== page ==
Where There Were No Doors

Follow your bliss and doors will open where there were no doors before - Joseph Campbell

Wednesday, March 30, 2005

When sleep is exhausting

Last night I dreamt that the Coen Brothers were making a sequel to The Big Lebowski. I was pleased to hear this, as it is one of my favourite films. That I was to play the role of 'The Dude', however, made me a little nervous.

I was explaining my concern to James Joyce in a bar in Dublin. I told him that I hadn't done any acting since I was a child... I told him that it felt irresponsible for me to accept the role when there was such a big chance that I would let everyone down. He looked at me and said "irresponsibility is a vital part of the pleasure of all art. It's the part they can't teach you in school" (which is a bastardisation of a line often attributed to him). Then he lit a cigarette. I lit one too, as in the dream I was still drinking and smoking (and in the dream you could still smoke in a Dublin pub... or perhaps special dispensation was being made for James Joyce). And we sat drinking Guinness in a comfortable silent stillness for a surprisingly long time. Joyce didn't speak again, but when he got up to leave he smiled at me and ruffled my hair with a wonderful familiarity that left me feeling pleased.

The dream then became far less linear. It seemed as though Joyce's presence had been holding things together and with his departure, normality began to fragment. The walls of the pub began to undulate slightly and I could hear a terrific storm erupting outside. A crash of thunder shook the whole building and the pub landlord called out to me... "God knows where this will end up!"

Then I was alone in my room, sitting at my desk. It was late evening and the room was dimly lit. Everything had a thick layer of dust on it. I reached out instinctively to switch on the lamp, but nothing happened. "Bloody bulb!" I wiped my bong clean of dust and had a smoke. Then I picked up my mobile phone and couldn't seem to switch it on. A thought struck me... "all of this only makes sense if I'm dreaming".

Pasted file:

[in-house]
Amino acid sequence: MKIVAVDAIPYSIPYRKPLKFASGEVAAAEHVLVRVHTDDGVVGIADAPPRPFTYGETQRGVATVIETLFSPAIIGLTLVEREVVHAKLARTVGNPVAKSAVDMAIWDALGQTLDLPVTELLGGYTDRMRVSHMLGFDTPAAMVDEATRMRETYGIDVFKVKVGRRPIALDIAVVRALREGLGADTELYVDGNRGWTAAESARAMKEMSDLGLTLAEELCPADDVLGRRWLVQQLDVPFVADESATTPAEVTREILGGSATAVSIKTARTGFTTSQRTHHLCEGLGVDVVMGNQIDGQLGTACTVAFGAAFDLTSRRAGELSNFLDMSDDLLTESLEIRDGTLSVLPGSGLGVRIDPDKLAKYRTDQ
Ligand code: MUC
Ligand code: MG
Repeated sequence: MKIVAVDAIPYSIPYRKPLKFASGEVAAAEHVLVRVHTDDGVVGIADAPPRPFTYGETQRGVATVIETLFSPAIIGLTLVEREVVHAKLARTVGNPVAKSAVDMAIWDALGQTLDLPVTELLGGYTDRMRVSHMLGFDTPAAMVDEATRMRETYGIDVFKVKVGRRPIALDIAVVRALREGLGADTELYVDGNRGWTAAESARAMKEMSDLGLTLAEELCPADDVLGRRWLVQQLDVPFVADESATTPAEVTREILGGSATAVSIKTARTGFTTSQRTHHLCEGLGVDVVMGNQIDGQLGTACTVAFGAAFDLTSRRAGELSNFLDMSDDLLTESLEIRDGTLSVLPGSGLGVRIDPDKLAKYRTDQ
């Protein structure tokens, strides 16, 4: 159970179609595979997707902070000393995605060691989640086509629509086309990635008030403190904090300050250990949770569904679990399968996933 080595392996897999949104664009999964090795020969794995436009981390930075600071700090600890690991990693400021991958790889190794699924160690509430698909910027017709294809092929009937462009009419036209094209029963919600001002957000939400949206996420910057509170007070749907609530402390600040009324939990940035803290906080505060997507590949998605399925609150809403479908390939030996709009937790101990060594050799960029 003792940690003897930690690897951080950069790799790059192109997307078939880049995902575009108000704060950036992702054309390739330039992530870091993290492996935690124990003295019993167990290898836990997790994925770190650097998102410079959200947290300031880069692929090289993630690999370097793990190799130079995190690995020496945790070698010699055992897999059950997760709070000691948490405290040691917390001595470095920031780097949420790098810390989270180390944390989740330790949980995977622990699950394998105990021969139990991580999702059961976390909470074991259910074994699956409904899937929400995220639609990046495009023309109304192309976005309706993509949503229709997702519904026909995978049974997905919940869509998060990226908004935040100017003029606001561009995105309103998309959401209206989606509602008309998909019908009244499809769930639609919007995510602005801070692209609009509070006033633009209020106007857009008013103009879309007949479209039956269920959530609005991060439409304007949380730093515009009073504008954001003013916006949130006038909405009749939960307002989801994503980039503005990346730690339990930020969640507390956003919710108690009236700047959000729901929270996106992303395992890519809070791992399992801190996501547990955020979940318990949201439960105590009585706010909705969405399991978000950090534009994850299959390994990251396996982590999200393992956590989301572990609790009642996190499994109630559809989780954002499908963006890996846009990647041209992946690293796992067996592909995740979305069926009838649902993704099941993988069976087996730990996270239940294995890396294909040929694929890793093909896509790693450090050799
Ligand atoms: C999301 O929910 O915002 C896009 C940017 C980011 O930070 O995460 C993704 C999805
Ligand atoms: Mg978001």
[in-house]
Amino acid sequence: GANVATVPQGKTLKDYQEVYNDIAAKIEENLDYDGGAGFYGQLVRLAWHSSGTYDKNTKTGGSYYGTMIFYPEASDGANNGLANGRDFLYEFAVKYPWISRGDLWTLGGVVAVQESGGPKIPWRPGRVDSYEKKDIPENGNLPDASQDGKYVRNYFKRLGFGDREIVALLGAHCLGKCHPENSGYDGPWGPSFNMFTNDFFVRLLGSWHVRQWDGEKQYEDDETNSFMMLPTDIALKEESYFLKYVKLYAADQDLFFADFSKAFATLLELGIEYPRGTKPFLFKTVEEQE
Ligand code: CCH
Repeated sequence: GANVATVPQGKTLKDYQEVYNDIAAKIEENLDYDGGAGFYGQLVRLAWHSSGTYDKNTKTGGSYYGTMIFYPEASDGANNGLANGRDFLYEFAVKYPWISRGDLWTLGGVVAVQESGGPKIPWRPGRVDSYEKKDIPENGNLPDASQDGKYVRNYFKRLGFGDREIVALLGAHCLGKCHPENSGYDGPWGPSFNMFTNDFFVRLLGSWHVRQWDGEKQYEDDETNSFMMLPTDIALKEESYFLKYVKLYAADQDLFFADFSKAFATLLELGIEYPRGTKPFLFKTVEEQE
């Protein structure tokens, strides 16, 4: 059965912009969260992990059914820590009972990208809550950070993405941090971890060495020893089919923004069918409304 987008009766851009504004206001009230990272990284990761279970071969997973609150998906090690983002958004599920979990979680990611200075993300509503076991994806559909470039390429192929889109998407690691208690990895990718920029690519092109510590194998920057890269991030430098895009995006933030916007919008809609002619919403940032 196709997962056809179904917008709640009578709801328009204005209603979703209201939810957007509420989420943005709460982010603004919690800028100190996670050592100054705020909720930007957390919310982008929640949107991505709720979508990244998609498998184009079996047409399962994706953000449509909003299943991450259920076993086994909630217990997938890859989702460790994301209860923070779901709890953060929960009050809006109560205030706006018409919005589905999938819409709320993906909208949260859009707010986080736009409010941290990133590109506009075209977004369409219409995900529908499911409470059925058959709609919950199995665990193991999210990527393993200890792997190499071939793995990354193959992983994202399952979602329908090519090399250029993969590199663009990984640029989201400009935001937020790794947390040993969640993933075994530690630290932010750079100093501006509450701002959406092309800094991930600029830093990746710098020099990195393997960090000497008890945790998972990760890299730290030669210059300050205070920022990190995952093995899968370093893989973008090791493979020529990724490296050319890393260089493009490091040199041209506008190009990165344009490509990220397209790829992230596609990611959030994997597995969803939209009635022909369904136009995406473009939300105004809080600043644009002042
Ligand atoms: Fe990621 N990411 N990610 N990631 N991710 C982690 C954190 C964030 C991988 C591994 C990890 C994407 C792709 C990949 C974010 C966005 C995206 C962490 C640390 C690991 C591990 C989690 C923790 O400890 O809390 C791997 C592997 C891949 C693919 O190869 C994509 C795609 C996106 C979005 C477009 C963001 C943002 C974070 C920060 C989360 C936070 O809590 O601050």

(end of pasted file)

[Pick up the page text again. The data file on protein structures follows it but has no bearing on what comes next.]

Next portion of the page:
First rule of lucidity... get a firm hold. In the dream I shouted "This is a dream! I'm in a dream!" Sometimes vocalising it can be near impossible... in which case, be aware that lucidity might slip away at any moment... sometimes vocalising it can wake you up (which is an arse, of the highest order). But often it just anchors your awareness to your situation. And from there... the world's your oyster.

Now, there's always the temptation to turn a lucid dream into an erotic one. Especially for single men of a certain age (say, between 14 and 97). And anyone who has realised it's possible but says they haven't done it, is a filthy liar. However, I happen to know that amazing sex is possible (albeit in short supply lately) outside of lucid dreams. Unlike - for instance - "doing a Superman" and flying at incredible speeds just a few feet above the ocean. And unlike flying deep into the heart of a violent thunderstorm screaming yourself hoarse. And very much unlike walking on the lunar surface without a space suit.

So is it any wonder I was exhausted when I awoke this morning?


Anonymous Anonymous said...

Great post Jim!

30/3/05 15:33  
Anonymous pixeldiva said...

So, was it good for you? ;)

31/3/05 01:27  
Blogger L said...

it isn't just the men who have these things, you know :)

31/3/05 04:42  
Anonymous morphess said...

look I'm not pimping my blog here, honest, but check out my 'to sleep perchance to bellow' post.
There's loads of us roaring in our sleep it seems. I keep thinking that we could all get together and natter away. Or may be not.
Great post.

31/3/05 23:18  

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